The way I would handle it is put the date down as "pre-1987"
or simply list it as "Other Experience" with no date
My personal preference
is to start out with a one or two line sentence followed by bullets.
Pick your best 3-8 bullets and go with them. It's OK to leave
some stuff unsaid. You will find yourself pulling bullets and
and adding others to customize your resume for particular jobs.
Normally I suggest
a format that looks like:
I figure that what
you did was more important than who you did it for or when you
did it. Both of these items are important, after you impress them
with the job description. Your job descriptions look eye-catching
Here is an example
of what a typical work experience block would look like:
date 1 - date 2
Blue Shield Healthcare
- Managed the accounts
for over 400 companies ranging in size from 3 employees to 200.
- Recruited new business.
- Advised employers
on employee benefits.
- Reviewed contract
and calculated comparisons
- Served on benefit
You will have to be
accurate when you put your job titles on the employment application
for whatever company with which you interview. However, on a resume
some poetic license is allowed. Use a job title that is descriptive
of what you actually did rather than one assigned by the company.
"Researcher - Level 2" probably doesn't mean much to
people outside XYZ company. "Lead Developer, Database"
probably makes more sense to the outside world.
Experiment with various
fonts (within reason) and with left and right justified paragraphs.
On a traditional resume, I like to put in two lines that indicate
what I did, when I did it, and for whom. Then under that, and
slightly indented, is the supporting text and bullet points. This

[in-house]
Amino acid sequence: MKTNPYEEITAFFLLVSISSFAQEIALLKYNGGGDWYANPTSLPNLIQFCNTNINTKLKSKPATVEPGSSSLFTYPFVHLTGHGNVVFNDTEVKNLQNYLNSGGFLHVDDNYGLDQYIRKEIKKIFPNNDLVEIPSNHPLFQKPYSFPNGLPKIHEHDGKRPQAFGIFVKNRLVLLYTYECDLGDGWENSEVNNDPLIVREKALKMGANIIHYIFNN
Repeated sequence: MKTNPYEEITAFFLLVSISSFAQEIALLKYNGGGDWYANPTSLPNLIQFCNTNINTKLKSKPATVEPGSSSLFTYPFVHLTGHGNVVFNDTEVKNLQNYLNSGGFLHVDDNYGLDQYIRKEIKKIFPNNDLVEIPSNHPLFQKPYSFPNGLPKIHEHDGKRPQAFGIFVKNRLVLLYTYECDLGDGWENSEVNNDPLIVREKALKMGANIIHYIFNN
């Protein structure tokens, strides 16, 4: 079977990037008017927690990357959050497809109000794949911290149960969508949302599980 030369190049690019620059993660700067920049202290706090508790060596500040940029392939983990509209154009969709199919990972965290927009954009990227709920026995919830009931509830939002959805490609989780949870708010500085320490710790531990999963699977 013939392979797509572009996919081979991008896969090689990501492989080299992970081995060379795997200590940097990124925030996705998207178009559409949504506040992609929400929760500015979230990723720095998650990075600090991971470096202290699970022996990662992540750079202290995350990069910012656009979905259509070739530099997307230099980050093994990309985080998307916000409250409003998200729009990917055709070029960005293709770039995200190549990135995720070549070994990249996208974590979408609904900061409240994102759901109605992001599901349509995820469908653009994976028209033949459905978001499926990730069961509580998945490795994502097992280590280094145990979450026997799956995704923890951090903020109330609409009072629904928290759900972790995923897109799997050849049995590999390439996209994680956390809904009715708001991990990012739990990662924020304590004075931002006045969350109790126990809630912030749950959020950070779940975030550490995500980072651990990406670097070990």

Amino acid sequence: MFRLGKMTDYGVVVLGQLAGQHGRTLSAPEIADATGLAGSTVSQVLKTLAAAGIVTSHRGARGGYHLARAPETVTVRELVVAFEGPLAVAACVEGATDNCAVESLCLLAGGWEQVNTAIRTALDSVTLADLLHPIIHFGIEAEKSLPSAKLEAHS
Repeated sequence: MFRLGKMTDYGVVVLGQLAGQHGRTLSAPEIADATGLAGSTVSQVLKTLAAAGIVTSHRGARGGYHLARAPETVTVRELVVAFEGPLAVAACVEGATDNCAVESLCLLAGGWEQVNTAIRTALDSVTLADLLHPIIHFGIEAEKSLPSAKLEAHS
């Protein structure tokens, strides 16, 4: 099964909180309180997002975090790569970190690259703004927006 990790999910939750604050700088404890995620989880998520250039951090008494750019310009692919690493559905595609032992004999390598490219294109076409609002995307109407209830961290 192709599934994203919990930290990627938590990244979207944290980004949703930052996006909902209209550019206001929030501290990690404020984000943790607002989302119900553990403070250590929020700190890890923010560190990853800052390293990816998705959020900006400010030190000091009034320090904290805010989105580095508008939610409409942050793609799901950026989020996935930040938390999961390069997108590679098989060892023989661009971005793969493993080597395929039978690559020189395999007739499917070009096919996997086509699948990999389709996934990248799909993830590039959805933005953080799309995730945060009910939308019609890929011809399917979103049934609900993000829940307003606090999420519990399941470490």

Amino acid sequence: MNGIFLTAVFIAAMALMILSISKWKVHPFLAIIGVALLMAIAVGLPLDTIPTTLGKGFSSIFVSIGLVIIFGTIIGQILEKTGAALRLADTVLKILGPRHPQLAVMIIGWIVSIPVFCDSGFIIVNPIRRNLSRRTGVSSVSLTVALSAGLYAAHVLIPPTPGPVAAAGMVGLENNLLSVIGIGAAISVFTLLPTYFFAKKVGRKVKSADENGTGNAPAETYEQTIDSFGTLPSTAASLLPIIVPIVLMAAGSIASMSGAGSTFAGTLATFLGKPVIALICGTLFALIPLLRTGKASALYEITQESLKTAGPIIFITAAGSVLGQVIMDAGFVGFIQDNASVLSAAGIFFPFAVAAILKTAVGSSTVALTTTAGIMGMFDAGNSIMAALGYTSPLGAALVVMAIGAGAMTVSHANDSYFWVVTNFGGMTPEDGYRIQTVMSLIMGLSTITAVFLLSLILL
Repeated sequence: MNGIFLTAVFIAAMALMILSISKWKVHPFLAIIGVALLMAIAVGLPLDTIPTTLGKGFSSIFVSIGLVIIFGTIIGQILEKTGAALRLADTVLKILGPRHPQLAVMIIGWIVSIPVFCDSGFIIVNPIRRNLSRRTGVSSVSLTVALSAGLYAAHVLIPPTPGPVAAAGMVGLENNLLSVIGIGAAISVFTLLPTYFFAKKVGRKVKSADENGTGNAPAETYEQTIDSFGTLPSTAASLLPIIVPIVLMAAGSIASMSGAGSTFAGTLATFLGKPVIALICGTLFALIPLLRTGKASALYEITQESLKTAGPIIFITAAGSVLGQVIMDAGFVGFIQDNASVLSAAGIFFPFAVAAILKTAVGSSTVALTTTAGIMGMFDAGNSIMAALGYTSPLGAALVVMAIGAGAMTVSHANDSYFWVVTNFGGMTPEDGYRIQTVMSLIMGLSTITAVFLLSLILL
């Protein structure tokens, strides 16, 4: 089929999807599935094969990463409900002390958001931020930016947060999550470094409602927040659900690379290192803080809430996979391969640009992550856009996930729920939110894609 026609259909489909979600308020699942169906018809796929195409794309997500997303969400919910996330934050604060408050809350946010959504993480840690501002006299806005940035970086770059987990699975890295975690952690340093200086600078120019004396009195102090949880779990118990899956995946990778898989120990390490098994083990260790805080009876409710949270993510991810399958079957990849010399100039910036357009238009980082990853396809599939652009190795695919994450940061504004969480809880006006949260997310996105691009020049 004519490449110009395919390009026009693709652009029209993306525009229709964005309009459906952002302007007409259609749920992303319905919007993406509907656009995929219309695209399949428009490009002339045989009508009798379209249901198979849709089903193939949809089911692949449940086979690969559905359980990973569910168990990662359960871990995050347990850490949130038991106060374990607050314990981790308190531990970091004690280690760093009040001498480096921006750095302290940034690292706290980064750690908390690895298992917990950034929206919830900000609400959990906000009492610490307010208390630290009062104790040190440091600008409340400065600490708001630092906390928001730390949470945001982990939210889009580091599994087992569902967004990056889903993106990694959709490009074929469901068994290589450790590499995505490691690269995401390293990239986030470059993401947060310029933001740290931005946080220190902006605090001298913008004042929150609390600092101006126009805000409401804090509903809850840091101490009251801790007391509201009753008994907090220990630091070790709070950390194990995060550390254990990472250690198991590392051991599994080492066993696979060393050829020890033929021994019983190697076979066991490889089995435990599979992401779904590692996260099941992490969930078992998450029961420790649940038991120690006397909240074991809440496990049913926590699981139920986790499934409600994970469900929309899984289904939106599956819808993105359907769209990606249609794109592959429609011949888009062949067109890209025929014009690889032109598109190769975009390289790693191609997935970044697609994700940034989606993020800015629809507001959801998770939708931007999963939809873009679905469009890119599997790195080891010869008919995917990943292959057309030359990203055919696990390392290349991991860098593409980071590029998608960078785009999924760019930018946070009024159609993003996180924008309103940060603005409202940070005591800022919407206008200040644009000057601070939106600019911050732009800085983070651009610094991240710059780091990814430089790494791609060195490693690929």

technique gives me a lot of white space, and still leaves a lot
of space in which to write.
Lead with verbs.
If you have to, you
can lead with weak verbs such as "possess" and "performed."
Try to use "action" verbs such as "reduced,"
"improved," "developed," "led" or
You can say that you
serviced several markets or you can say that you serviced "30
of the top 50 markets in the United States." You can say
you reduced turn around time on a report or you could say "Reduced
report production time from 6 weeks to 6 days." In each case,
the later statement is stronger.
Use cause and effect.
The most impressive
thing you can do with a resume is to present it as cause and effect.
In other words, put things in terms of "I did this, and this
is the positive result for the company." For example:
(Cause) Revised processes
and automated reporting resulting in (effect) increased usage
of the in-house product by 600%. (effect) Decreased time for senior
management report release from 6 weeks to 6 days.
(Cause) Used metrics
to identify problem areas in third level support. (Effect) reduced
standing third level defects from an average of 40 to an average
of 5. Reduced defect turn around from and average of 15 working
days to and average of 5. Reduced level two calls escalated from
50% to 25%.
Notice that I use Arabic
numbers. I know that your teachers taught you to spell out numbers
less than ten in the third grade. Although good grammar is important
in a resume, it isn't a literary piece. Use Arabic numbers; they
are easier to read.
Don't just report a
job description. Tell them what you did with that job that made